A new study discovered that early settlers in the Southeast Asian region were forced to migrate to South Asia after sea levels began to rise, changing the region’s coastal landscape about 26,000 years ago.
The study, published in the journal Nature on Saturday by a team of scientists from the Nanyang Technological University (NTU) in Singapore, looked into historical evidence that suggested rising sea levels affected populations living in the Malay Peninsula, islands of Sumatra, Borneo and Java, which were originally part of a large landmass called The Sundaland.
Assistant professor Kim Hie, the lead investigator from NTU’s Asian School of the Environment and the Singapore Center for Environmental Life Sciences Engineering, noted in a press release how the findings highlighted the effects of environmental changes on human history and migration.
Environmental changes have profound impacts on human history, driving population migration, growth, and distribution. However, less discussed is how environmental changes can shape the genetics of populations. Our work is the first reported instance to provide proof that sea-level rise changed the genetic makeup of human populations in Southeast Asia – a legacy that continues to impact current populations.
The team constructed paleogeographic maps of South and Southeast Asia using sea level data dating from 26,000 years ago to the present, according to the study.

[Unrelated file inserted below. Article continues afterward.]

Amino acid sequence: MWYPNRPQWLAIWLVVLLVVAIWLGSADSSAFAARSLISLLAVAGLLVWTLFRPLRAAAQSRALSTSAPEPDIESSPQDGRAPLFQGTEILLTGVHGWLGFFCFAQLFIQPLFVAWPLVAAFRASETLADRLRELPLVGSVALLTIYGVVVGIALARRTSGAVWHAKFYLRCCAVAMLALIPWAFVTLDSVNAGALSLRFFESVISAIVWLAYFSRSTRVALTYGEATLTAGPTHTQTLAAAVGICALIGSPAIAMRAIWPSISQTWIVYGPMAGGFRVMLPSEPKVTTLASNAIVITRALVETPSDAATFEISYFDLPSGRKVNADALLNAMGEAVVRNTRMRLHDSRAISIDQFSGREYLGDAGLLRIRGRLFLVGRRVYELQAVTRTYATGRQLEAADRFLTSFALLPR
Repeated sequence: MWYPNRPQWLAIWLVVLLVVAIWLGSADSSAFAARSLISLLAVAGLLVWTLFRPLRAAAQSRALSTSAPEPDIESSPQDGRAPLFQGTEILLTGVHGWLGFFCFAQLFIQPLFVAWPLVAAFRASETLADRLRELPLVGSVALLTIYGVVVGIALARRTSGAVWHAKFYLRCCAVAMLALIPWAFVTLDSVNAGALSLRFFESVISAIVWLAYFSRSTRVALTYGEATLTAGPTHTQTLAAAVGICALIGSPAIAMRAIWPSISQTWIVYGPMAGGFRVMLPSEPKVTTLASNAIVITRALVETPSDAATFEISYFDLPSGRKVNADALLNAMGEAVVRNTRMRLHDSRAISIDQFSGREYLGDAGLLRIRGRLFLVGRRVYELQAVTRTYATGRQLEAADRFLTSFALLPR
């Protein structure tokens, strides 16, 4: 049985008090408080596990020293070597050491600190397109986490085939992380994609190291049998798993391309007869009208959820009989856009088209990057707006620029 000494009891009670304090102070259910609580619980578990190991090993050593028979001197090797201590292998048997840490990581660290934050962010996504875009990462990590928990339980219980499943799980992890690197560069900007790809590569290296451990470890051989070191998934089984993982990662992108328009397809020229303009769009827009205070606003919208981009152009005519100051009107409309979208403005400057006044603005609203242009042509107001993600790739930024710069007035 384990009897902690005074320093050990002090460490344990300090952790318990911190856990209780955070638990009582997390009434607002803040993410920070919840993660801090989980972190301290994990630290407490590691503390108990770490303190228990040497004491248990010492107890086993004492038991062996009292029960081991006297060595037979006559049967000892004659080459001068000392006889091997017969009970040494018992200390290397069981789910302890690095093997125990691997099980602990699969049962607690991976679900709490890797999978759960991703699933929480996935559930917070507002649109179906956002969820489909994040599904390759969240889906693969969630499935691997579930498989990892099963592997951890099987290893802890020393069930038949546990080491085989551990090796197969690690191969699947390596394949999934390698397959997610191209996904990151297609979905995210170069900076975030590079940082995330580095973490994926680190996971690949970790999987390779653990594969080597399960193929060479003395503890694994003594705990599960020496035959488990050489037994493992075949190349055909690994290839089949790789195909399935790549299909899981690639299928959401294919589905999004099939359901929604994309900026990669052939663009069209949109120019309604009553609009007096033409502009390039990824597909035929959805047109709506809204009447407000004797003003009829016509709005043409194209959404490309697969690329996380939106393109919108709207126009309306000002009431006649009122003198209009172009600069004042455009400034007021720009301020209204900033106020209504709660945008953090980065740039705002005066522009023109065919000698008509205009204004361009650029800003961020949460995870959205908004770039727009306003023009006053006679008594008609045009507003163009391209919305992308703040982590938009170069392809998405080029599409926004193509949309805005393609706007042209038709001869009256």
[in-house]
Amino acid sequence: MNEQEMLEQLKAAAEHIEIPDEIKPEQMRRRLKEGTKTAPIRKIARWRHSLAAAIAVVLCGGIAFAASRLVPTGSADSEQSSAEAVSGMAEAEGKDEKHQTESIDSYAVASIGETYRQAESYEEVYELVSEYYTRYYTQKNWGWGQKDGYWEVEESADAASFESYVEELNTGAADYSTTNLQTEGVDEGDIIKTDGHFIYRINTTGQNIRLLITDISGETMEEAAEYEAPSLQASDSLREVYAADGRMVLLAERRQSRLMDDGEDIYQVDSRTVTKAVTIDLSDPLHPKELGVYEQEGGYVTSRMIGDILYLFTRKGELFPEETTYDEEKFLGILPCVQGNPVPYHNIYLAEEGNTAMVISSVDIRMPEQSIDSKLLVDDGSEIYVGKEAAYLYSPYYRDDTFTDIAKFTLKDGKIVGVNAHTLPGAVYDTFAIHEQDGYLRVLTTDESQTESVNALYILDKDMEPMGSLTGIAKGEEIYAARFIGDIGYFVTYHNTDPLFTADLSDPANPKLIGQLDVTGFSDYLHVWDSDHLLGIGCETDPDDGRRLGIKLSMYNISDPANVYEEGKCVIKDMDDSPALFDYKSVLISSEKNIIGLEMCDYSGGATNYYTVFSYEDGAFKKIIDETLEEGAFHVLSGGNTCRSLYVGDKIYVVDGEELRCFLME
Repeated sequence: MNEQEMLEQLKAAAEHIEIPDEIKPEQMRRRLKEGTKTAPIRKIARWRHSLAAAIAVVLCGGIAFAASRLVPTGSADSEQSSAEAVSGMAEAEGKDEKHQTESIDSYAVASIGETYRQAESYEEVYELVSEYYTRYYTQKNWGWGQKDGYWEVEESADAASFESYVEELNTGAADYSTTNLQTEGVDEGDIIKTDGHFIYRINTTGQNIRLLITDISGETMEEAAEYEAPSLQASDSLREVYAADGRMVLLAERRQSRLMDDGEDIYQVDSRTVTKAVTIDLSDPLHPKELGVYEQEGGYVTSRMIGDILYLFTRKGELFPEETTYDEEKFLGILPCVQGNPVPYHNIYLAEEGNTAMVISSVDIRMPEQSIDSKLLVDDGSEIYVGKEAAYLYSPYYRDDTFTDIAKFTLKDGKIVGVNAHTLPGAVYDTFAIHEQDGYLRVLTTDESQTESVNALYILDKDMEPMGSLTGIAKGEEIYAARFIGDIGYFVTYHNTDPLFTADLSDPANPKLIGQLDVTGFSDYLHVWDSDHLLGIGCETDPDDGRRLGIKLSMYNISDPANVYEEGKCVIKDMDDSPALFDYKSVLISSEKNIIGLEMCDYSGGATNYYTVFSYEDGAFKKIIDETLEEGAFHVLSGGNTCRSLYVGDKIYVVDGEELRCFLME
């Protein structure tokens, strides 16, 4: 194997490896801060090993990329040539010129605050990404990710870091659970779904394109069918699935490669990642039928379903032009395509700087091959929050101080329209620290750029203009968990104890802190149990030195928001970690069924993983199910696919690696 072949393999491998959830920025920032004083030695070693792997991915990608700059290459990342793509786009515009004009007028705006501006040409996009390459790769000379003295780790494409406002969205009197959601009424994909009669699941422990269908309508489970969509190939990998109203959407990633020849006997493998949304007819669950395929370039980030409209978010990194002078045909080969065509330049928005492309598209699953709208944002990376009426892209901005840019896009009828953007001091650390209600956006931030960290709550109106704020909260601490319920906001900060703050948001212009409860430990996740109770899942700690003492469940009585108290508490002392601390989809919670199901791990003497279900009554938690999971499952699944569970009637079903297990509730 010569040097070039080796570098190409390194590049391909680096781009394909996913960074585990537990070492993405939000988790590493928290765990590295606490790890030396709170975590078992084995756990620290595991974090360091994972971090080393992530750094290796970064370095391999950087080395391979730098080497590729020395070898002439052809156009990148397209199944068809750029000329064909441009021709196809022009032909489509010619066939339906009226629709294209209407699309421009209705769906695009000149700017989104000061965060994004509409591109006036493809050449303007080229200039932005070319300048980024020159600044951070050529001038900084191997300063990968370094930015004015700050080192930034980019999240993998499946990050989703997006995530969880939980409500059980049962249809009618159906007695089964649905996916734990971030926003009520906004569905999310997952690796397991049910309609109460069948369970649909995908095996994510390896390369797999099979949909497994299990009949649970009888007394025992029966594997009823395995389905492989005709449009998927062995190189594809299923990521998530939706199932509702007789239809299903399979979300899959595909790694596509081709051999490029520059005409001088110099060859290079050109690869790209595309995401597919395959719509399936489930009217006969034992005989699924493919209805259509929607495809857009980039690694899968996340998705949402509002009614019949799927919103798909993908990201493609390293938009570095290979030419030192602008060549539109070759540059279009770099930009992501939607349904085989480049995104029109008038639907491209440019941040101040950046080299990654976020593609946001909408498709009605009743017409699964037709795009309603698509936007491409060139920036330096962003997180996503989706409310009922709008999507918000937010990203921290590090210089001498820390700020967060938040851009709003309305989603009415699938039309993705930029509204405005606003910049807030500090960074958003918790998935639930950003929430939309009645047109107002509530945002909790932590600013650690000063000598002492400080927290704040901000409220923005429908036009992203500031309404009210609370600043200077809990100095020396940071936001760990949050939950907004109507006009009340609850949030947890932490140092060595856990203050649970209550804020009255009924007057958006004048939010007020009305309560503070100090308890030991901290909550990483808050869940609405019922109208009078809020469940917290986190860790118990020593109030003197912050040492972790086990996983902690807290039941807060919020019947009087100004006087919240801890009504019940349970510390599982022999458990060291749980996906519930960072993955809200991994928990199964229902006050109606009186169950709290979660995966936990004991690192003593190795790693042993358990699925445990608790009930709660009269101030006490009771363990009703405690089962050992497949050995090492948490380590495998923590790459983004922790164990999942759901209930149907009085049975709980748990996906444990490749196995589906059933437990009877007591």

Using paleogeography, which studies historical physical landscapes, the NTU scientists discovered that the sea level in South and Southeast Asia rose to 130 meters (approximately 427 feet) between the Last Glacial Maximum period (about 26,000 to 20,000 years ago) and mid-50 Holocene (approximately 6,000 years ago).
Besides the paleogeographic maps, the NTU team also incorporated population genetics into their study, which used whole-genome sequence data generated by GenomeAsia 100K, a non-profit organization launched in 2016 and hosted by the university.
The team then analyzed high-quality genome data from 59 ethnic groups native to South and Southeast Asia 50,000 years ago. Using the information, NTU scientists were able to conclude the genetic ancestry and demographic history of the groups, such as their distribution and population size.
Using these methods, NTU scientists were able to pinpoint two periods of rapid sea level rise that separated Sundaland populations into smaller groups as seawater submerged part of the region and the landmass was split into smaller islands.
The team also found that temperature began to rise from the Last Glacial Maximum, which created a favorable environment for human population growth, causing a population density surge in the Island Southeast Asia region at least eight times from the Last Glacial Maximum.
The resulting overpopulation from the rising sea level and temperature forced settlers to migrate back northwards to Mainland Southeast Asia and South Asia, the report noted.